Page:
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Budget purdah has been replaced with news management and spin | Larry Elliott


There was a time when budgets were kept secret until the moment the chancellor of the Exchequer stood up in the Commons to reveal the contents of his red box. For weeks leading up to the big day, the Treasury would go into “purdah” – a news blackout – while officials quietly pieced together their package of measures.

Transgressions of this code were rare, and when they did occur, they had consequences. Hugh Dalton, the Labour chancellor, had to resign in 1947 after revealing some budget titbits to an evening paper journalist on his way into the chamber, wrongly believing it was too late for them to go into print.

These days there is no such thing as budget purdah, merely budget news management and budget spin. Parts of the statement are selectively trailed, sometimes in the form of leaks to government-supporting newspapers, but more usually through press releases, in the days leading up to the statement.

Already this year, the Treasury has let it be known that there will be extra money for infrastructure for the purposes of levelling up, for skills, for the NHS, for families, for border protection, for the arts, and to attract inward investment. The latest announcement was that the national minimum wage will go up from £8.91 to £9.50 an hour from next April.

An above-inflation increase in the NMW sounds like just the sort of rabbit Sunak ought to be pulling out of the hat at the end of his budget speech, particularly since it fits well with the government’s levelling-up agenda. So the suspicion is that he is keeping something even juicier back for Wednesday.

What might that be? Well, almost all the announcements ahead of the budget have been about spending, with a particular emphasis on cash for the seats in the Midlands and the north of England won by the Conservatives in the 2019 election. That makes sense, because it will take time for any investment to have an impact (assuming, of course, that it is big enough to make a difference).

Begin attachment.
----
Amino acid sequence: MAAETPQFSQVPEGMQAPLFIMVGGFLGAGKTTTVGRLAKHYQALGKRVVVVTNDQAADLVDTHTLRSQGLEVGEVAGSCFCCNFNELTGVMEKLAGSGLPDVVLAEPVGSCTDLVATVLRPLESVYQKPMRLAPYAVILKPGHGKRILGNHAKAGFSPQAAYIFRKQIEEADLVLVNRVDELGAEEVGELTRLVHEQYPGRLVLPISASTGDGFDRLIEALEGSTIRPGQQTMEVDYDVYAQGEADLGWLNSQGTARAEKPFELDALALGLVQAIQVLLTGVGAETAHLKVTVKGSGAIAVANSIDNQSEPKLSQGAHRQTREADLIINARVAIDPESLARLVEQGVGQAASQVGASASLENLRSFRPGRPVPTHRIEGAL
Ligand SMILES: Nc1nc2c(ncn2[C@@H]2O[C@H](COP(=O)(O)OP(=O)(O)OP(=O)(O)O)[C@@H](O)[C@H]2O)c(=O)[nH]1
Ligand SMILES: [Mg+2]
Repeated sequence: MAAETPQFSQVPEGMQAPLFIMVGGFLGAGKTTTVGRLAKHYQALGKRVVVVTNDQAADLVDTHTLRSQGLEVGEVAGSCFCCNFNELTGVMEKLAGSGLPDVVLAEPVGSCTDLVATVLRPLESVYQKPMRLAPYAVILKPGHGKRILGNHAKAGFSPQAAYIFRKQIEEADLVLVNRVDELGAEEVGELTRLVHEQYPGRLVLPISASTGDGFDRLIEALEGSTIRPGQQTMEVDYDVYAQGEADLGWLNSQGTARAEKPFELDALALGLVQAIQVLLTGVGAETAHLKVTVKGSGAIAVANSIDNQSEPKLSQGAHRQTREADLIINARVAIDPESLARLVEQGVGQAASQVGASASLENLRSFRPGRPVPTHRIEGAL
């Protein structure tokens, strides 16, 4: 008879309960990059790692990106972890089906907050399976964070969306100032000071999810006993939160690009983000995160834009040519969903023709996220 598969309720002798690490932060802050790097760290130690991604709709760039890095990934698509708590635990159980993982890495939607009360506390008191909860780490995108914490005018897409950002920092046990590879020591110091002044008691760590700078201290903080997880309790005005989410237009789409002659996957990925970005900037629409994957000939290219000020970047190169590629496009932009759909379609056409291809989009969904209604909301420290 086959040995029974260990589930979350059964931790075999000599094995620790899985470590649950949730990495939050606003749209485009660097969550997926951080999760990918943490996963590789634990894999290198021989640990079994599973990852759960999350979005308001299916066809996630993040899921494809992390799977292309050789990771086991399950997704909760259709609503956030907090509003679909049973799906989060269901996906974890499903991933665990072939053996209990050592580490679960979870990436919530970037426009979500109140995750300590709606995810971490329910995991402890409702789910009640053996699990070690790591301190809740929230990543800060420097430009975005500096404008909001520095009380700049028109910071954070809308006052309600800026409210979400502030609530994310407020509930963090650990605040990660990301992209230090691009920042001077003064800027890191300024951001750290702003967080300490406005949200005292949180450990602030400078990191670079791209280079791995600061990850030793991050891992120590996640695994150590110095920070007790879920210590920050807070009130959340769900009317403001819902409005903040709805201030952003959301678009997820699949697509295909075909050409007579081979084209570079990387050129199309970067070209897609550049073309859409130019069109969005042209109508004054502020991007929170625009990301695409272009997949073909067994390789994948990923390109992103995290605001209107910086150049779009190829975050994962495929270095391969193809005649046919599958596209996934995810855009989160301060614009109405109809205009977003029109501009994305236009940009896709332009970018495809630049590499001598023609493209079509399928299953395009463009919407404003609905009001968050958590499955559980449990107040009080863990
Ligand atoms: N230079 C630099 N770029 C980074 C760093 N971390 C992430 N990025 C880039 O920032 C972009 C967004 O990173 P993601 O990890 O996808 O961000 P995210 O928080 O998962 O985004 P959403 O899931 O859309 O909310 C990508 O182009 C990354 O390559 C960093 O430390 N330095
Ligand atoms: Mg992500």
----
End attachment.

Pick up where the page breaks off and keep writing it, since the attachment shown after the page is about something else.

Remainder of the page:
The chancellor has had much less to say about tax cuts for the other half of the Conservative coalition: better-off voters in the south of England. Sunak’s message to them will be that the public finances look a lot healthier than they did in the spring, and so – if things go to plan – taxes will eventually be cut.

Clearly, the hope is that control of the news agenda means that a narrative will have been established by the time thinktanks such as the Institute for Fiscal Studies and the Resolution Foundation get to unpick the budget and highlight some of its less attractive aspects. Dalton would be astounded, if not spinning in his grave.

Rise in Brent crude price poses question for Bank of England

Ouch! The price of a barrel of Brent crude is heading towards $90, and that means the cost of motoring is going up fast. The latest increase in the price of petrol and diesel means it costs a motorist with a 55-litre tank £15 more to fill up than it did a year ago – and there is more to come.

You don’t need to be a genius to work out how the Treasury will respond. Despite the rather unfortunate timing ahead of next week’s Cop26 global climate conference in Glasgow, fuel duties will be frozen or cut in the budget, as has been the case consistently over the past decade. If duties didn’t rise when the price of crude was $15 a barrel, they are certainly not going to rise now.

It’s much less obvious how the Bank of England will react to the news. On the one hand, higher fuel prices push up the annual inflation rate to a level well above the government’s 2% target. On the other, an increase in the cost of living eats into consumer spending power – a point made by Silvana Tenreyro, one of the nine members of Threadneedle Street’s monetary policy committee.

In truth, there is not much the Bank can do to influence the price of oil or to mitigate the supply-chain shocks that have been pushing up the annual inflation rate. Raising interest rates from 0.1% to 0.25% will have zero impact on the cost of a barrel of crude.

Nobody is really sure what the Bank now thinks, but from the muddle and confusion financial markets have gained the impression that an increase in interest rates is highly likely at next week’s MPC meeting. Say what you like about the Treasury’s communications strategy: at least it’s got one.



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